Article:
SANTA CLARA -- Cal graduate Nathan Adrian picked apart his 100-meter freestyle race Friday at the Santa Clara Arena Grand Prix.
Bad start. Even worse finish.
"A little sloppy at certain points," said Adrian, the reigning Olympic gold medalist in the event.
Just think when he gets it together. Adrian, the Bremerton, Wash., swimmer who made a splash at the London Games, dominated a star-studded field to win the event with a meet-record time of 48.08 seconds.
Adrian's performance highlighted the day at the George F. Haines International Swim Center, where some of the sport's biggest names competed. The men's and women's 100 freestyle finals featured winners of a total of 25 Olympic gold medals.
But it was a woman who failed to advance to the London Games who won the women's 100 in an upset. Megan Romano, a Georgia junior, chased down Olympic great Natalie Coughlin to win in 54.16 -- just off her personal best. Coughlin, 30, led until the final four strokes to finish second, and 2012 Olympic sensation Missy Franklin was third.
No one challenged Adrian. Ryan Lochte was second in 49.53, and Conor Dwyer took third in 49.55. In an event usually won by hundredths of seconds Adrian's victory amounted to a rout.
Canada's Brent Hayden held the former meet record of 48.44 since 2009, underscoring how impressive Adrian performed on a warm, windy evening.
But few swimmers this weekend are worried about their times as they prepare for the national championships, June 25-29, in Indianapolis. America's top swimmers are looking to qualify for the 2013 World Championships this summer in Barcelona.
Adrian, 24, hopes to advance to Spain, but he's already thinking about the 2016 Olympics in Rio de Janeiro, Brazil. Adrian, who trains in Berkeley with some of the world's best sprinters such as Anthony Ervin, said everything he does is geared toward another Olympic appearance.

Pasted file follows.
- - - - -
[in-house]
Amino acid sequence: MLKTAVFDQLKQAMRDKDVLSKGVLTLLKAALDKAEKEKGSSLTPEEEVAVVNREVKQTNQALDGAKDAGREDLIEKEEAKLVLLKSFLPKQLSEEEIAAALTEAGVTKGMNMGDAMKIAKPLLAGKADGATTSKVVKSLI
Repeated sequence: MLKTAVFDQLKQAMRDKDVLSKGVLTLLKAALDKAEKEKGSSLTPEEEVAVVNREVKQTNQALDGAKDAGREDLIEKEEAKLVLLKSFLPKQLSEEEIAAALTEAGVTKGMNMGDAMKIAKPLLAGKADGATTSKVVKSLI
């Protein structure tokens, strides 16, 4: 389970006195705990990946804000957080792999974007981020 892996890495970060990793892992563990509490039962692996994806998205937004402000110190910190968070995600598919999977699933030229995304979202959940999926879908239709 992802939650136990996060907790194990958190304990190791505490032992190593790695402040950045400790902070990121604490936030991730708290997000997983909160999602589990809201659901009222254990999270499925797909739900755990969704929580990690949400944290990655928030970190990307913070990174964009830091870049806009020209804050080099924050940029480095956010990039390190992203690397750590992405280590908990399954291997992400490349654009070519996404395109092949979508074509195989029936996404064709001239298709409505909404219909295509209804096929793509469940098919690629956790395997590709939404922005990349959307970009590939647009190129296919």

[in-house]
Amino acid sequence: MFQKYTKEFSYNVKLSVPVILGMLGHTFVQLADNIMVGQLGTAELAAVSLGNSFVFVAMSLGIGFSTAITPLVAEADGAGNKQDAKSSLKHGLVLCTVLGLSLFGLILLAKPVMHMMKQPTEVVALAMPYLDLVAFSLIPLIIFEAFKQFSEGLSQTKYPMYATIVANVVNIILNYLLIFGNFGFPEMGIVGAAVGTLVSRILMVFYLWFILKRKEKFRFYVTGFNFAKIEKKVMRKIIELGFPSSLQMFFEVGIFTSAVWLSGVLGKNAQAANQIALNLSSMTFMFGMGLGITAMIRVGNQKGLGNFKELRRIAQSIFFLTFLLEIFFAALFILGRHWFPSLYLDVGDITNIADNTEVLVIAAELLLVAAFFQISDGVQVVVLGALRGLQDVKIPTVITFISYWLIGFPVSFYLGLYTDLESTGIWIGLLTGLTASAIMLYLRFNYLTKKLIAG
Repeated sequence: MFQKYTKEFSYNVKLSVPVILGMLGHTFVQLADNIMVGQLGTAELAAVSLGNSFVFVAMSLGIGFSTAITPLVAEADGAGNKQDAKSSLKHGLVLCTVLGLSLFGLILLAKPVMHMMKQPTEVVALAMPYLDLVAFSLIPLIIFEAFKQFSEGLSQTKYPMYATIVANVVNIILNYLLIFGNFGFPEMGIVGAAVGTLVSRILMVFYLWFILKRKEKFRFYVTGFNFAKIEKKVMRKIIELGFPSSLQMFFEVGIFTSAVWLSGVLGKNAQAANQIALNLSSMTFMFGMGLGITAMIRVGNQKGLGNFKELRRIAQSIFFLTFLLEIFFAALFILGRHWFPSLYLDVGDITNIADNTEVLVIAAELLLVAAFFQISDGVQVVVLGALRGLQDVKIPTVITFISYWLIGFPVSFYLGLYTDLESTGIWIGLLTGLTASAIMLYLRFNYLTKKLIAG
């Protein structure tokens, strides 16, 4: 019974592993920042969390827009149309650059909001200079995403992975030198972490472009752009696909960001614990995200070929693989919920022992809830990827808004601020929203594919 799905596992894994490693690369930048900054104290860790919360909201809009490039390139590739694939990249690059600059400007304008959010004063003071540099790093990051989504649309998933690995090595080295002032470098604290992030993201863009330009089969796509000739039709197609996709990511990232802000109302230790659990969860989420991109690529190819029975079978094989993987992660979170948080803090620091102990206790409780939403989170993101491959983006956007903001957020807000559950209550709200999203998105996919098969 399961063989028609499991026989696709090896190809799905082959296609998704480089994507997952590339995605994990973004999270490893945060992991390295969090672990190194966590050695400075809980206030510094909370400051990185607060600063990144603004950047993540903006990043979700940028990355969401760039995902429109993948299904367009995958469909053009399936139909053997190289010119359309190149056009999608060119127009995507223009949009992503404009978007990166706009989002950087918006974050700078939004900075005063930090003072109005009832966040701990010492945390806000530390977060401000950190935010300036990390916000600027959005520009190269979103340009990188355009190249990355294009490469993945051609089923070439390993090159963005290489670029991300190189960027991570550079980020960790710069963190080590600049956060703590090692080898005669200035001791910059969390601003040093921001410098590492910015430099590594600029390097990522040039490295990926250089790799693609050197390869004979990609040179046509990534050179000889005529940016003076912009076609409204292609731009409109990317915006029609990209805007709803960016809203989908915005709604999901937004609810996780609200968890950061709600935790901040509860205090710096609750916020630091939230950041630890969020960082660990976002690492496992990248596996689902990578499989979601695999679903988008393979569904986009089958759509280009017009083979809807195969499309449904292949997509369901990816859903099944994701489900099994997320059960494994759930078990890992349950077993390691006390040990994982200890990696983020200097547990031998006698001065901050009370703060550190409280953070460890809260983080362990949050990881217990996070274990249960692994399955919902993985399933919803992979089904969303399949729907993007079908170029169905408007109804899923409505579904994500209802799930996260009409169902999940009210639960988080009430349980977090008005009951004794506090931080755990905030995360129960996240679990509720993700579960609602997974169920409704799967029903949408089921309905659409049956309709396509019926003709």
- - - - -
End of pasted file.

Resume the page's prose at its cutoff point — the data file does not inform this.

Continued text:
The three-time Olympic medalist put the London Games in the rearview mirror just weeks after it ended. His medals are hidden in a closet.
"They only come out when I speak somewhere," Adrian said.
It seemed Romano came out of nowhere to stun two of the world's biggest names in women's swimming. The race featured the past and future for Cal -- Coughlin and incoming freshman Franklin. Coughlin is a 12-time Olympic medalist, and Franklin won five medals -- four gold -- in London last summer.
All that hardware didn't intimidate Romano, who narrowly missed the Olympics by finishing seventh in the 200-meter freestyle (the top six finishers qualified for the relay).
"I'm used to it," she said of swimming next to such stars.
Romano, 22, usually takes off fast but is chased down by her more-decorated opponents.
This time Coughlin, the oldest swimmer in the final, built a good lead halfway through. But Romano was just too strong. She said her fast finish will add confidence as Romano tries to qualify for the world championships in an individual event.
Lochte, the longtime rival or Michael Phelps, fared better in the 100 butterfly with a winning time of 52.29.
"We're on track," his Florida coach Gregg Troy said.
Lochte said it was the first time he swam with a racing suit this season. It was the difference of "swimming uphill and downhill. I felt like I was swimming downhill" Friday.
Lochte has returned to the pool in the past six weeks so he's not sure if he will be ready to qualify for any events at the world championships. But his training has been strong, and he's enjoying himself again,
"I told everyone once I stop having fun I'll quit swimming," Lochte said. "That's what life should be all about, having fun."
Connor Jaeger won the men's 400 freestyle to follow up his victory Thursday in the 800 freestyle. Maryland teen Gillian Ryan won the women's 400 freestyle in a tight but slow race with a time of 4:11.83. Stanford's Maya Dirado was fourth, and Walnut Creek's Chelsea Chenault was sixth after taking an early lead.
Contact Elliott Almond at 408-920-5865. Follow him on Twitter at twitter.com/elliottalmond.